New Zealand batsman Kane Williamson has been handed an ICC bowling ban, after it was discovered that his action exceeded the 15 degree arm angle allowed by cricket’s governing bodies, according to Sky Sports.
An investigation into his action was launched when he was reported by umpires during the second Test against the West Indies at Port of Spain at the start of July.
The all-rounder often operates predominantly as a batsman, but is also quite handy as a part-time off spinner. For the time being – while he reworks his bowling action – he will be
unable to contribute in terms of wicket taking.
Despite the disappointment accompanying this setback, the 23-year-old is determined to
rectify his action, and return to bowling as soon as possible.
A statement released by the player explained: “I will concentrate on changing whatever’s necessary to return to the bowling crease.
“Clearly, the onus is on me to satisfy assessors as to the legality of my action and I’m aware I have some hard work in front of me to achieve that goal.
“It’s never nice, going through this sort of process but it will be worth it if I can manage to
bowl again at international level.”
Williamson – who has spent this summer with Yorkshire – has already played 34 Test matches for New Zealand, scoring seven centuries and averaging over 40 with the bat.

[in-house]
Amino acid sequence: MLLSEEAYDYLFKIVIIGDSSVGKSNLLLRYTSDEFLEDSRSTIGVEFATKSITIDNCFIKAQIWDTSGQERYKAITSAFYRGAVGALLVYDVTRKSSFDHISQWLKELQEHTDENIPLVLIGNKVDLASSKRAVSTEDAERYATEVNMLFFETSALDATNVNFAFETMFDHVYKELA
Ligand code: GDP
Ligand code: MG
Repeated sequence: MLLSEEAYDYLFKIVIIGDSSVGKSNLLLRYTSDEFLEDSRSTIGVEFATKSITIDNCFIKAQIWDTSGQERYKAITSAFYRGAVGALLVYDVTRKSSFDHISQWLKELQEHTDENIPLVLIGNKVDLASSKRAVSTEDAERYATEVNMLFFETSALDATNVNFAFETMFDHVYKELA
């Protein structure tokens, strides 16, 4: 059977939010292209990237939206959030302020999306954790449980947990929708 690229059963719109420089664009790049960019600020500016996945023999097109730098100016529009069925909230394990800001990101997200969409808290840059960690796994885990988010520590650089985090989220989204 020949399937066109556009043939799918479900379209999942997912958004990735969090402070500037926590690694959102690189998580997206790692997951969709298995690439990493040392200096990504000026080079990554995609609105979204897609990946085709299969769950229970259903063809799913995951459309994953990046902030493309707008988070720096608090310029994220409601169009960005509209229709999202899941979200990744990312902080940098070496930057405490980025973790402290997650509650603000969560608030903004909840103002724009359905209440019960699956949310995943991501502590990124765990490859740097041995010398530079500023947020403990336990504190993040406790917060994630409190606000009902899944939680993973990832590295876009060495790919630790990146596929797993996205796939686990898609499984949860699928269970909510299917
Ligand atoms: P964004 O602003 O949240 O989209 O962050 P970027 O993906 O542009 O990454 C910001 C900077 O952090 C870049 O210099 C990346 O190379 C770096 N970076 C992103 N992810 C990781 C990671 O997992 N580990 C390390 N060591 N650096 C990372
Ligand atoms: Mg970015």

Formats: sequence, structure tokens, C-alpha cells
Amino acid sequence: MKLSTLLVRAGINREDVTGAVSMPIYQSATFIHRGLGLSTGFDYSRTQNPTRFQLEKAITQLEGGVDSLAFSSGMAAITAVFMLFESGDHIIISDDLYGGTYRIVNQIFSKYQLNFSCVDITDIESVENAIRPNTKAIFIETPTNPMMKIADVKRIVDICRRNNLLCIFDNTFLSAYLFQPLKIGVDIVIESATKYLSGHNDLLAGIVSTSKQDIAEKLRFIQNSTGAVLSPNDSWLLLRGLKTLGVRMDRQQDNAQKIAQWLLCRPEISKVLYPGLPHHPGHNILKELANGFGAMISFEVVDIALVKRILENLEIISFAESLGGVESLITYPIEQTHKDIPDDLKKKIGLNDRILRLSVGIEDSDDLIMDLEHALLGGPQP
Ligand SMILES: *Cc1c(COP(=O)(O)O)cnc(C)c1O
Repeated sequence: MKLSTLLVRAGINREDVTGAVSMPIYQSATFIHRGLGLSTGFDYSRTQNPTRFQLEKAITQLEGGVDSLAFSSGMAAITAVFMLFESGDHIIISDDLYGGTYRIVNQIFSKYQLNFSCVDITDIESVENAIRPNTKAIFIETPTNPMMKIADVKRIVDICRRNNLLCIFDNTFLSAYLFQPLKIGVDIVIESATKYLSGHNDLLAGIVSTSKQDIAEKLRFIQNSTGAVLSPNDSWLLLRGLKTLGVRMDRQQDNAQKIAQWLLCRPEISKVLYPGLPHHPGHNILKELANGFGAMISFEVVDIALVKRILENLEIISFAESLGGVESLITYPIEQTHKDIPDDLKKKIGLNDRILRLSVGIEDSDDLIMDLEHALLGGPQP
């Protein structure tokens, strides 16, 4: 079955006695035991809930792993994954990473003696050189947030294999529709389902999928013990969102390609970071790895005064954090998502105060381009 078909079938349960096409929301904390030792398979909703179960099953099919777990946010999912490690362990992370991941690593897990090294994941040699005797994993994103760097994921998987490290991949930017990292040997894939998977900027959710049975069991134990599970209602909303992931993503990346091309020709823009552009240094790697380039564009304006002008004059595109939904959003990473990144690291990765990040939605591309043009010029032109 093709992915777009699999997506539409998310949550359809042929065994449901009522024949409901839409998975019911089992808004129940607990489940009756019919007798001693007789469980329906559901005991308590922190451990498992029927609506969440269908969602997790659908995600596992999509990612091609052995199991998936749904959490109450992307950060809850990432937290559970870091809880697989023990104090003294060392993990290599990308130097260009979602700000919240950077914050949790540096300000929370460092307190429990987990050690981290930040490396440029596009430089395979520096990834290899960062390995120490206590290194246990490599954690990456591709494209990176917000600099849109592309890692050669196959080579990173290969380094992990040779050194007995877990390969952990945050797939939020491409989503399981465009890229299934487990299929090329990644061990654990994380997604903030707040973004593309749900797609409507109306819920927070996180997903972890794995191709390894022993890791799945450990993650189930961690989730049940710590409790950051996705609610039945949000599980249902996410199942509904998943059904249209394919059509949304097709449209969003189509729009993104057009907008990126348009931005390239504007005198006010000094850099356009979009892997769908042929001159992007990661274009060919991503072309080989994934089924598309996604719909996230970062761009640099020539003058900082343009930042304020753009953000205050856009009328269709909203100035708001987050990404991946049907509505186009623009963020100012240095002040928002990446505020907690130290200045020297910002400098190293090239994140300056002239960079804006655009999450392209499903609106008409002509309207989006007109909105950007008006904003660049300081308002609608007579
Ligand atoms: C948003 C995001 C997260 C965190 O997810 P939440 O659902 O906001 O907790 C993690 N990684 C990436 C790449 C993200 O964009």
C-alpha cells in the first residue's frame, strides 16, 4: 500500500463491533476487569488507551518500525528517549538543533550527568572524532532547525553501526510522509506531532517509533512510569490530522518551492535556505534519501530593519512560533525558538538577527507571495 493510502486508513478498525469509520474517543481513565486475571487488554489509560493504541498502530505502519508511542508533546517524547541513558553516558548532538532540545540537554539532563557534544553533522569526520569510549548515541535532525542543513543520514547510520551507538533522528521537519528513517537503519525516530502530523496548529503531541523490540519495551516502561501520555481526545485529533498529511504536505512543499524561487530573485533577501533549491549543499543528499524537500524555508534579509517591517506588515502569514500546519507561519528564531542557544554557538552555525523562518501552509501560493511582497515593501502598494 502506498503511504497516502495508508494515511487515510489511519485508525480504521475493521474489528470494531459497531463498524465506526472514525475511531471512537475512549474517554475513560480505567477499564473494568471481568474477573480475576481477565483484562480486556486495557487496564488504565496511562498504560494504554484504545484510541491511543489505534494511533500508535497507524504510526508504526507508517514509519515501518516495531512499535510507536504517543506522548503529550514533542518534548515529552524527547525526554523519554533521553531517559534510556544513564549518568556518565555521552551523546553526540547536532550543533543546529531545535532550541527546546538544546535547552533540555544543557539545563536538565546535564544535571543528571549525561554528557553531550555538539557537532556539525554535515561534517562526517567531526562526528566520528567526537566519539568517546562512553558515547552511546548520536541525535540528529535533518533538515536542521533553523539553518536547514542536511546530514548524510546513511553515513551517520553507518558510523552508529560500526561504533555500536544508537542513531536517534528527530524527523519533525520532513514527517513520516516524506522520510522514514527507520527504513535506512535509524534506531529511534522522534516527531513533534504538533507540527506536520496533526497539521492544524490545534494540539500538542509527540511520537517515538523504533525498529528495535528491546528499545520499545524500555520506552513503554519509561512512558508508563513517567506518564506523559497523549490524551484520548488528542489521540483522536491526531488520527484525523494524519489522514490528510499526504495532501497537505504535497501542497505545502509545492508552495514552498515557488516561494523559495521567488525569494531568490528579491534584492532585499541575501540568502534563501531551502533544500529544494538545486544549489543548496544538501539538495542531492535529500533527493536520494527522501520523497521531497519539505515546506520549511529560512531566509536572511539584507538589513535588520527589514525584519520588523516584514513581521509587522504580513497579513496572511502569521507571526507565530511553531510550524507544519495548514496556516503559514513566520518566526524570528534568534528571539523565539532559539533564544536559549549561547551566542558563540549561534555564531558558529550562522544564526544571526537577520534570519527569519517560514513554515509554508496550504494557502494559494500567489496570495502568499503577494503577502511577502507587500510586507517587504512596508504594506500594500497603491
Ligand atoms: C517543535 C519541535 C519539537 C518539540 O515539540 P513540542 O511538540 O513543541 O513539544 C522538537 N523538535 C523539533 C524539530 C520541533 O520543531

He hasn’t been as prolific with the ball however. His bowling average is also just over 40 for the 24 wickets he has taken – with best figures of 4/44 coming against England in Auckland last year.
After being reported by umpires in the second Test, Williamson was subjected to independent analysis of his action. This took place at Cardiff Metropolitan University, where it was concluded that he was infringing on the ICC’s regulations.
Another banned spinner
He isn’t the first, and certainly won’t be the last bowler to receive a ban for an illegal bowling action. Like many before him, the former Gloucestershire all-rounder will need to devote time in the nets working on a new delivery.
Earlier this month, Sri Lanka’s Sachithra Senanayake received an identical ban for the same excessive elbow extension. Umpires reported the spinner during a One Day International at Lord’s on the side’s recent tour of England.
While Williamson is only an occasional bowler, even the greatest spinners have faced controversy over their action. Muttiah Muralitharan – the all-time leading Test wicket
taker – was often urged not to bowl his doosra, such was the criticism of its delivery.
As with most ICC sanctions, this bowling ban has been implemented with immediate effect. However, Williamson can still operate as a specialist batsman for the Kiwis, although he
has plenty of time to work on his action.
Luckily for New Zealand, their next international fixture is in October, when they will face
South Africa in a ODI series, and they don’t have another Test match until November – when they will play Pakistan in Dubai.
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